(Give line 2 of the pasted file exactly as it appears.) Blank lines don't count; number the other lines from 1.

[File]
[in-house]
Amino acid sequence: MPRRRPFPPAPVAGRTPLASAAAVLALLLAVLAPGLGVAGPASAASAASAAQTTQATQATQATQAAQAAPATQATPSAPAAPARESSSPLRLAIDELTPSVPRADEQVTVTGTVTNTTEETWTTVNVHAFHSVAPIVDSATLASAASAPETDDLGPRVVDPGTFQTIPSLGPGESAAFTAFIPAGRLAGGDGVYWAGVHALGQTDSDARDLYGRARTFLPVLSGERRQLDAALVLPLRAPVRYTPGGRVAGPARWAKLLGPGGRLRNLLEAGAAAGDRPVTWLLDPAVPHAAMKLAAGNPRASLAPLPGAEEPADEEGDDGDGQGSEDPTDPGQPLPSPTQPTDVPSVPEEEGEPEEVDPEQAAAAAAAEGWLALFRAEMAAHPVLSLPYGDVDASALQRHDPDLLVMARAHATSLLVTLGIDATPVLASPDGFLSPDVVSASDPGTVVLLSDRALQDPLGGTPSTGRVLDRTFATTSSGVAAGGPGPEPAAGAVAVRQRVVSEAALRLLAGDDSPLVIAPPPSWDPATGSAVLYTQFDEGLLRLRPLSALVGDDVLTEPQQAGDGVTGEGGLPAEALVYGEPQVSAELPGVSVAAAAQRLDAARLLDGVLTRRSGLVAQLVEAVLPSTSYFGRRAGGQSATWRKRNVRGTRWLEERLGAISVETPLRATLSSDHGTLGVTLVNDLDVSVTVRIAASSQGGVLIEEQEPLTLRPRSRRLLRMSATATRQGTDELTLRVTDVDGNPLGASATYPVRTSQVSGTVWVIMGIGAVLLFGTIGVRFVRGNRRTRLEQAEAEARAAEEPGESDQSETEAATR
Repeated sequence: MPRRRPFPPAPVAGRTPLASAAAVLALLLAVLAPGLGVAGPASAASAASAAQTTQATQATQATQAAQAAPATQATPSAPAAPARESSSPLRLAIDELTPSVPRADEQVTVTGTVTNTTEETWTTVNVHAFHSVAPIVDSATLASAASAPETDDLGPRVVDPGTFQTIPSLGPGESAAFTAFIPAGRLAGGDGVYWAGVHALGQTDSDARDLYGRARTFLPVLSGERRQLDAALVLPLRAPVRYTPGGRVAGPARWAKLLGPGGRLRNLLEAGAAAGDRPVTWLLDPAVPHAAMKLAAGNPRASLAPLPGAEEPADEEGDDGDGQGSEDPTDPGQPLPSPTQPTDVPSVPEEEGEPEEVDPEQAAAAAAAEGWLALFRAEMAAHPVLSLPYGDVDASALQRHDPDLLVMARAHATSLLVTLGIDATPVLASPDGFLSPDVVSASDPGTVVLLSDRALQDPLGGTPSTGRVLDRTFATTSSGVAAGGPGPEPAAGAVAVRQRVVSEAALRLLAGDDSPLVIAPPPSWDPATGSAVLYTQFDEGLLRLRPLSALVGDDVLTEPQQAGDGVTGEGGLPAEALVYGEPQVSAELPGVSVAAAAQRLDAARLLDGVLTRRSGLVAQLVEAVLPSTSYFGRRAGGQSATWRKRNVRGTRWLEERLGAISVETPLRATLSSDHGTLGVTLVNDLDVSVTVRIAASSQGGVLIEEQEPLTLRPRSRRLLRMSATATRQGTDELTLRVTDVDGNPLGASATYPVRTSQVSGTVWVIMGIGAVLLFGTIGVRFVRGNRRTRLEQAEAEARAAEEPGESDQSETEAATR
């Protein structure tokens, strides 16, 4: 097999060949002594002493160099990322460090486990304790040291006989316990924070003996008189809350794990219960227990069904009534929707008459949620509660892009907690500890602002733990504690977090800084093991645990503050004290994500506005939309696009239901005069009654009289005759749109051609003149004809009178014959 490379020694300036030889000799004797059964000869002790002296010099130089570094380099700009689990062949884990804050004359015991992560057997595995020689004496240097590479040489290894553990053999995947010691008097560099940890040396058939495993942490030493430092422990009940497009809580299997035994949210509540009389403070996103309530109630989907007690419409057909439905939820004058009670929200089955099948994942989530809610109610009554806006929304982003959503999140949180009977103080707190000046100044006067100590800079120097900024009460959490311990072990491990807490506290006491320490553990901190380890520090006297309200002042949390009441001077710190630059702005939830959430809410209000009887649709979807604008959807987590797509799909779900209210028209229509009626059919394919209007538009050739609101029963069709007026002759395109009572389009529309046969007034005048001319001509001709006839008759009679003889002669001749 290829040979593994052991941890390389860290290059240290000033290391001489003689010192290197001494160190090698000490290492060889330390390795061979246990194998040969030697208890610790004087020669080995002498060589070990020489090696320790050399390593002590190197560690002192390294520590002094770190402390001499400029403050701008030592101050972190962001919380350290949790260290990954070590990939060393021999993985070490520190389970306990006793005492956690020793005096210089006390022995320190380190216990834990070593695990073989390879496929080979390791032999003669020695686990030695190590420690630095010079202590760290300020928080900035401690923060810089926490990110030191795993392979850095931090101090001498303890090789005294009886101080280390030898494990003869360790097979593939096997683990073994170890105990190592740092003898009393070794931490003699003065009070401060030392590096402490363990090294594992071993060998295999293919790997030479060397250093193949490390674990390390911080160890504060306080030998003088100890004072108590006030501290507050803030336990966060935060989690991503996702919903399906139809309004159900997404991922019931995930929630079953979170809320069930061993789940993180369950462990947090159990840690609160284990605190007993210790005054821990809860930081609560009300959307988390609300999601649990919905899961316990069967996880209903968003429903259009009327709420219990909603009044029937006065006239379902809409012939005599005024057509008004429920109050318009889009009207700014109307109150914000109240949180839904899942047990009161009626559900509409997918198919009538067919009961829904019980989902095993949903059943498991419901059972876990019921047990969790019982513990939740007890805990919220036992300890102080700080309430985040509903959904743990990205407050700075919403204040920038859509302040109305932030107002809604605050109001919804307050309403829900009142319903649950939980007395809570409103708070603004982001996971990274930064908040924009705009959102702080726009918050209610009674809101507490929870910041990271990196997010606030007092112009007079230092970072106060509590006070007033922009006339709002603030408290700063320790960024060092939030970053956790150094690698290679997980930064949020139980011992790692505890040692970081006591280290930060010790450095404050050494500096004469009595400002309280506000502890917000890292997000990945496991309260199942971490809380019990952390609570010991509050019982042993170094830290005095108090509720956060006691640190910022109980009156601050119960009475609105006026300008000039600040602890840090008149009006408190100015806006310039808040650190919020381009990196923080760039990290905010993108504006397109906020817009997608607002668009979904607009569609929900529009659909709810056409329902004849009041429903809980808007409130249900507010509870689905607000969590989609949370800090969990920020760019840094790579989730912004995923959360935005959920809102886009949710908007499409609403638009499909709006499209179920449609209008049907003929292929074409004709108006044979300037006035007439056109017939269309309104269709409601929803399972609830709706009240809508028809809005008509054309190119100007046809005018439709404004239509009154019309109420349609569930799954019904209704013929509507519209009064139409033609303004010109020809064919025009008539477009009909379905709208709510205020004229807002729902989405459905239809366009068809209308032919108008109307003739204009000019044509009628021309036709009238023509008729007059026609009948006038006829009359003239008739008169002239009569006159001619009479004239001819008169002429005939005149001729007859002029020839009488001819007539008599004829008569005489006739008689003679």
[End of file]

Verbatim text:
Amino acid sequence: MPRRRPFPPAPVAGRTPLASAAAVLALLLAVLAPGLGVAGPASAASAASAAQTTQATQATQATQAAQAAPATQATPSAPAAPARESSSPLRLAIDELTPSVPRADEQVTVTGTVTNTTEETWTTVNVHAFHSVAPIVDSATLASAASAPETDDLGPRVVDPGTFQTIPSLGPGESAAFTAFIPAGRLAGGDGVYWAGVHALGQTDSDARDLYGRARTFLPVLSGERRQLDAALVLPLRAPVRYTPGGRVAGPARWAKLLGPGGRLRNLLEAGAAAGDRPVTWLLDPAVPHAAMKLAAGNPRASLAPLPGAEEPADEEGDDGDGQGSEDPTDPGQPLPSPTQPTDVPSVPEEEGEPEEVDPEQAAAAAAAEGWLALFRAEMAAHPVLSLPYGDVDASALQRHDPDLLVMARAHATSLLVTLGIDATPVLASPDGFLSPDVVSASDPGTVVLLSDRALQDPLGGTPSTGRVLDRTFATTSSGVAAGGPGPEPAAGAVAVRQRVVSEAALRLLAGDDSPLVIAPPPSWDPATGSAVLYTQFDEGLLRLRPLSALVGDDVLTEPQQAGDGVTGEGGLPAEALVYGEPQVSAELPGVSVAAAAQRLDAARLLDGVLTRRSGLVAQLVEAVLPSTSYFGRRAGGQSATWRKRNVRGTRWLEERLGAISVETPLRATLSSDHGTLGVTLVNDLDVSVTVRIAASSQGGVLIEEQEPLTLRPRSRRLLRMSATATRQGTDELTLRVTDVDGNPLGASATYPVRTSQVSGTVWVIMGIGAVLLFGTIGVRFVRGNRRTRLEQAEAEARAAEEPGESDQSETEAATR